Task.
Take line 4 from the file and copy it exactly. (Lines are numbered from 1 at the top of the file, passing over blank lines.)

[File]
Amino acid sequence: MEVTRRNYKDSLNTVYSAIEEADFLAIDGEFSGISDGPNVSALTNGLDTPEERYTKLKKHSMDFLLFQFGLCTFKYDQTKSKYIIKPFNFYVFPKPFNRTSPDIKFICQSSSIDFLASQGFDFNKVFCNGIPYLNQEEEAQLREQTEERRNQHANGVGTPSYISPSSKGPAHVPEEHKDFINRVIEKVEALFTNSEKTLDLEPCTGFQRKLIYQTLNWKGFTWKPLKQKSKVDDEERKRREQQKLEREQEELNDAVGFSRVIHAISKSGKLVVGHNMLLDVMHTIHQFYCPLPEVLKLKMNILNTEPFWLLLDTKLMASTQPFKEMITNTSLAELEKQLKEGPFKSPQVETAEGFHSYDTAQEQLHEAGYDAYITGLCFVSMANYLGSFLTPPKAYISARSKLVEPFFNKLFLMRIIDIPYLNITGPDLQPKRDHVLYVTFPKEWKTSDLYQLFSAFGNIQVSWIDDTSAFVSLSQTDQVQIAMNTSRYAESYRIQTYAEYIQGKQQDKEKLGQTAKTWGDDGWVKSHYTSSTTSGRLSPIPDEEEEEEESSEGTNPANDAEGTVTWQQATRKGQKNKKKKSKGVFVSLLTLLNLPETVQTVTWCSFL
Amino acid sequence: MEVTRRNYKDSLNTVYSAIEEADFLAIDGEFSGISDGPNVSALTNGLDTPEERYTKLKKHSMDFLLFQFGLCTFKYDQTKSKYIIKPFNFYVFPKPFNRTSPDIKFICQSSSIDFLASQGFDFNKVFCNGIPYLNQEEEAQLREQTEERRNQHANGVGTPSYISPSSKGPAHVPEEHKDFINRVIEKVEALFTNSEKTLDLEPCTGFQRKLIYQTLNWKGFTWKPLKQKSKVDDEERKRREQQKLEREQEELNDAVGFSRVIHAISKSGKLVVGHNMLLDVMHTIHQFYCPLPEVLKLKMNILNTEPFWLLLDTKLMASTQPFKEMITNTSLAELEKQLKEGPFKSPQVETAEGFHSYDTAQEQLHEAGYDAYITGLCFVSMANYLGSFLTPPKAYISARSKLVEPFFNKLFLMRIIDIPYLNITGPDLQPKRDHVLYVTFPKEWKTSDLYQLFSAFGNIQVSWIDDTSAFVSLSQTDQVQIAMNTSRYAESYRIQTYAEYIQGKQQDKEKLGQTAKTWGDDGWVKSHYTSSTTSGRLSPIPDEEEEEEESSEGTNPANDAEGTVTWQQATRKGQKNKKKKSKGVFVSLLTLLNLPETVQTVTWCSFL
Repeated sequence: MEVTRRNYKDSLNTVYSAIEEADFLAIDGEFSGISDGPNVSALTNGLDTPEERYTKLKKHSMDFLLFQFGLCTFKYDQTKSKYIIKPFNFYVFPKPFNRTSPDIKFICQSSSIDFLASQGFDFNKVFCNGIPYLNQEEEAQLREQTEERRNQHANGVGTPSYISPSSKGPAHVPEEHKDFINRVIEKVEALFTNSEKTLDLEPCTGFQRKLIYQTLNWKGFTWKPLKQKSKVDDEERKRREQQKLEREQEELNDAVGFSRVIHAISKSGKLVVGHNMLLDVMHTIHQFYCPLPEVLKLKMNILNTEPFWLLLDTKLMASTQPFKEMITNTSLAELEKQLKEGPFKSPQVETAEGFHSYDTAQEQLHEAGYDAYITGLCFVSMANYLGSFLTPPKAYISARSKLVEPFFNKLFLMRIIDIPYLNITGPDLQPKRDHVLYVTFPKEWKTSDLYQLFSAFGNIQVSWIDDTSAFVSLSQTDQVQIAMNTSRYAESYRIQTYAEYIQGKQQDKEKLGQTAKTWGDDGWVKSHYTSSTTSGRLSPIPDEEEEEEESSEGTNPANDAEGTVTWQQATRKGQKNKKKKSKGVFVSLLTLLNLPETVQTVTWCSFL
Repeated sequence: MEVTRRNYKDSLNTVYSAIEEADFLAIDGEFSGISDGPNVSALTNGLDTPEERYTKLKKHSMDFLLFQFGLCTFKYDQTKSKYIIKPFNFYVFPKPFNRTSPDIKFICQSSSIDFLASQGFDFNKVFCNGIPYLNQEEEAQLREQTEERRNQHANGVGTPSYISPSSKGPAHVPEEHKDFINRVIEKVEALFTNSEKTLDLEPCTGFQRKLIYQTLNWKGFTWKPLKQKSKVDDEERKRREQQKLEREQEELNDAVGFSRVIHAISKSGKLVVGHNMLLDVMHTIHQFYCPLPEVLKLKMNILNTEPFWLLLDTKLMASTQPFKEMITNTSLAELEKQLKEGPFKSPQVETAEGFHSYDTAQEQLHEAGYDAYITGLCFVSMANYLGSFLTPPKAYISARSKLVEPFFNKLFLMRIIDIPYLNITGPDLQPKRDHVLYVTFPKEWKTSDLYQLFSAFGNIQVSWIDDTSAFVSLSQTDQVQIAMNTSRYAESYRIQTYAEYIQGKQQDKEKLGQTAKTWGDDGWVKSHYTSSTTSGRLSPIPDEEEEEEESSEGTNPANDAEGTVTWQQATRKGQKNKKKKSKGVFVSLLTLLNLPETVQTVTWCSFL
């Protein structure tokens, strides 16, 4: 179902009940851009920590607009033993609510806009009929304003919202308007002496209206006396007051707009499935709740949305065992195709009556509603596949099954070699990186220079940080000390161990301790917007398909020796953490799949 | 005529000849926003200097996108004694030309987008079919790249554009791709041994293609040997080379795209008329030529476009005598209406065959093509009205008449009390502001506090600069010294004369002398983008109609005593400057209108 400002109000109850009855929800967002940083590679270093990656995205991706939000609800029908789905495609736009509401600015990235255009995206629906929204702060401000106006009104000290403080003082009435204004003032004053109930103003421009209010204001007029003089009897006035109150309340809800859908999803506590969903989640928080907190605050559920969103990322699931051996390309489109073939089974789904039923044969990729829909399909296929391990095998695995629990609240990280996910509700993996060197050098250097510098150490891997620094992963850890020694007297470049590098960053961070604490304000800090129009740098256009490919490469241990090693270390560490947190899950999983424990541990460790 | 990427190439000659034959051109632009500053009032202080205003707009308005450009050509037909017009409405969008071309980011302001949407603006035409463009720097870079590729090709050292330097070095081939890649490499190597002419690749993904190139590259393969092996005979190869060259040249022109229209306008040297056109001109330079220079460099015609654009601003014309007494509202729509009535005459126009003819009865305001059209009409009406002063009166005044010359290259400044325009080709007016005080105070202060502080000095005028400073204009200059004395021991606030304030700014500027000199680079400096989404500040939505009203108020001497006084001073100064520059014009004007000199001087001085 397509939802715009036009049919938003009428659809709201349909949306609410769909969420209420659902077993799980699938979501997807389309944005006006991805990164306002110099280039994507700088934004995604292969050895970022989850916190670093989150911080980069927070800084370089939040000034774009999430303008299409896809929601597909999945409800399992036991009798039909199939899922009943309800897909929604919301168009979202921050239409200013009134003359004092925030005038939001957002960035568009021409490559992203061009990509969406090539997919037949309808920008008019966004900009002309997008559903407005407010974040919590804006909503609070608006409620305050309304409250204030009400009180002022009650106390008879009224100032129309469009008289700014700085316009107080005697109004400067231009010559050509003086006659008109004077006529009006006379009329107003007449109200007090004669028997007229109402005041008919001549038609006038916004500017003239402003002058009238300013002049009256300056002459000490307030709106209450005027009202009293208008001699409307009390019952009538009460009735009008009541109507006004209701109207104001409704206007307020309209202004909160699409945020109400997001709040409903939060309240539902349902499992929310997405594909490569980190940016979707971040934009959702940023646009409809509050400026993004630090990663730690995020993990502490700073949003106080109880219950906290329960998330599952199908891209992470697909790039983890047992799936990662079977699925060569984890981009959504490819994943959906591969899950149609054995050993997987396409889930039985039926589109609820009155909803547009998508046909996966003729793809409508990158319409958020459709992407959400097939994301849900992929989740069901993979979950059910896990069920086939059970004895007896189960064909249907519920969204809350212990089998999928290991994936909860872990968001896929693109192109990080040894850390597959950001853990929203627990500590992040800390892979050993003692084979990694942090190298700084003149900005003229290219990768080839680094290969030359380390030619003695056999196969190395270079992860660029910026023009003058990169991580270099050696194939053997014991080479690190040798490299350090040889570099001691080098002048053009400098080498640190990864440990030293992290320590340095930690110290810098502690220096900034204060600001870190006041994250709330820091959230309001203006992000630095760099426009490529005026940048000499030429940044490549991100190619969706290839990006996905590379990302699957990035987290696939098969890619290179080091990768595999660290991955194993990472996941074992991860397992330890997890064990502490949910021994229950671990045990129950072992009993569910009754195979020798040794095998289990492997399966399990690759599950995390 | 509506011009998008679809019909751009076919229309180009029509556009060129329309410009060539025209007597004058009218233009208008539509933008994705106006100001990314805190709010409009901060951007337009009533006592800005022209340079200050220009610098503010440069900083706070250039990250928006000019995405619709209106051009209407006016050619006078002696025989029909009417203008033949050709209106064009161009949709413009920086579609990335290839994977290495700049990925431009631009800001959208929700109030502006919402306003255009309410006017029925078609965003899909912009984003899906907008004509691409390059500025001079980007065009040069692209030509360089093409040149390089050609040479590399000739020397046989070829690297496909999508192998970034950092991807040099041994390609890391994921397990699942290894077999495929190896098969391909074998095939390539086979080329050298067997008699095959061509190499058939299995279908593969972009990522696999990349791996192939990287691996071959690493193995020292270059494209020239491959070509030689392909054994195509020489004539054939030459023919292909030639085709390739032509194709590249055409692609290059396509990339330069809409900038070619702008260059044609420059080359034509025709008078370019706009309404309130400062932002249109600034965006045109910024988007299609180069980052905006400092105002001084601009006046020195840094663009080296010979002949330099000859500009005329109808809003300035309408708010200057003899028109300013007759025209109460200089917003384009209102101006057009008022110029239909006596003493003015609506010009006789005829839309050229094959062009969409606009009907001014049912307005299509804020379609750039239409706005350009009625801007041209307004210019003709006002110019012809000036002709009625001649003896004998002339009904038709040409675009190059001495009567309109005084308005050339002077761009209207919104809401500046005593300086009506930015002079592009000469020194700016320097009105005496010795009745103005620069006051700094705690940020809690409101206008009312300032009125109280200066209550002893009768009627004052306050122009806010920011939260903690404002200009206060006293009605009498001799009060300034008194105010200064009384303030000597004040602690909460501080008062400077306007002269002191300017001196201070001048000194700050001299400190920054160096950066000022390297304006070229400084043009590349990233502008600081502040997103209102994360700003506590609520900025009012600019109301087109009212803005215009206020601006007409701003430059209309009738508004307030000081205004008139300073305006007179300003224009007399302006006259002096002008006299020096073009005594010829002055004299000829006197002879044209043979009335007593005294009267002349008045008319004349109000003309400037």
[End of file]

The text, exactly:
Repeated sequence: MEVTRRNYKDSLNTVYSAIEEADFLAIDGEFSGISDGPNVSALTNGLDTPEERYTKLKKHSMDFLLFQFGLCTFKYDQTKSKYIIKPFNFYVFPKPFNRTSPDIKFICQSSSIDFLASQGFDFNKVFCNGIPYLNQEEEAQLREQTEERRNQHANGVGTPSYISPSSKGPAHVPEEHKDFINRVIEKVEALFTNSEKTLDLEPCTGFQRKLIYQTLNWKGFTWKPLKQKSKVDDEERKRREQQKLEREQEELNDAVGFSRVIHAISKSGKLVVGHNMLLDVMHTIHQFYCPLPEVLKLKMNILNTEPFWLLLDTKLMASTQPFKEMITNTSLAELEKQLKEGPFKSPQVETAEGFHSYDTAQEQLHEAGYDAYITGLCFVSMANYLGSFLTPPKAYISARSKLVEPFFNKLFLMRIIDIPYLNITGPDLQPKRDHVLYVTFPKEWKTSDLYQLFSAFGNIQVSWIDDTSAFVSLSQTDQVQIAMNTSRYAESYRIQTYAEYIQGKQQDKEKLGQTAKTWGDDGWVKSHYTSSTTSGRLSPIPDEEEEEEESSEGTNPANDAEGTVTWQQATRKGQKNKKKKSKGVFVSLLTLLNLPETVQTVTWCSFL